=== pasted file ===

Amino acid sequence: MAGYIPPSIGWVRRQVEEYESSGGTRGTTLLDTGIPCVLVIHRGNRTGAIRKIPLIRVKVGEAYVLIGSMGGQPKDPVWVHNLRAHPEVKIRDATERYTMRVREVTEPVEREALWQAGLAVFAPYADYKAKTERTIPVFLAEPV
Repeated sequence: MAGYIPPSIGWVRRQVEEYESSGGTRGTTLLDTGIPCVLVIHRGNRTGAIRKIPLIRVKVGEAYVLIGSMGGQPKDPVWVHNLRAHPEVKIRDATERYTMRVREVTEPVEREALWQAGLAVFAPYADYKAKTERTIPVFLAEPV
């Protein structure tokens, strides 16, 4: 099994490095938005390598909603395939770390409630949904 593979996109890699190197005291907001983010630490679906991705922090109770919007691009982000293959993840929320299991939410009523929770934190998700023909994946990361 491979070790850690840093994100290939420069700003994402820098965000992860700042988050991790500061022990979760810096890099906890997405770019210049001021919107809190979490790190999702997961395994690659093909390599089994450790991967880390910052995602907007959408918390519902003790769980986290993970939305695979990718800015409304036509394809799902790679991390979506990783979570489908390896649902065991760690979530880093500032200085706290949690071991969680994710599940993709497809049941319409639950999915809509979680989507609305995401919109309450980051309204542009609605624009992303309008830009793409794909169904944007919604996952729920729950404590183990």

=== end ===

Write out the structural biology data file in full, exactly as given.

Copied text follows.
Amino acid sequence: MAGYIPPSIGWVRRQVEEYESSGGTRGTTLLDTGIPCVLVIHRGNRTGAIRKIPLIRVKVGEAYVLIGSMGGQPKDPVWVHNLRAHPEVKIRDATERYTMRVREVTEPVEREALWQAGLAVFAPYADYKAKTERTIPVFLAEPV
Repeated sequence: MAGYIPPSIGWVRRQVEEYESSGGTRGTTLLDTGIPCVLVIHRGNRTGAIRKIPLIRVKVGEAYVLIGSMGGQPKDPVWVHNLRAHPEVKIRDATERYTMRVREVTEPVEREALWQAGLAVFAPYADYKAKTERTIPVFLAEPV
């Protein structure tokens, strides 16, 4: 099994490095938005390598909603395939770390409630949904 593979996109890699190197005291907001983010630490679906991705922090109770919007691009982000293959993840929320299991939410009523929770934190998700023909994946990361 491979070790850690840093994100290939420069700003994402820098965000992860700042988050991790500061022990979760810096890099906890997405770019210049001021919107809190979490790190999702997961395994690659093909390599089994450790991967880390910052995602907007959408918390519902003790769980986290993970939305695979990718800015409304036509394809799902790679991390979506990783979570489908390896649902065991760690979530880093500032200085706290949690071991969680994710599940993709497809049941319409639950999915809509979680989507609305995401919109309450980051309204542009609605624009992303309008830009793409794909169904944007919604996952729920729950404590183990």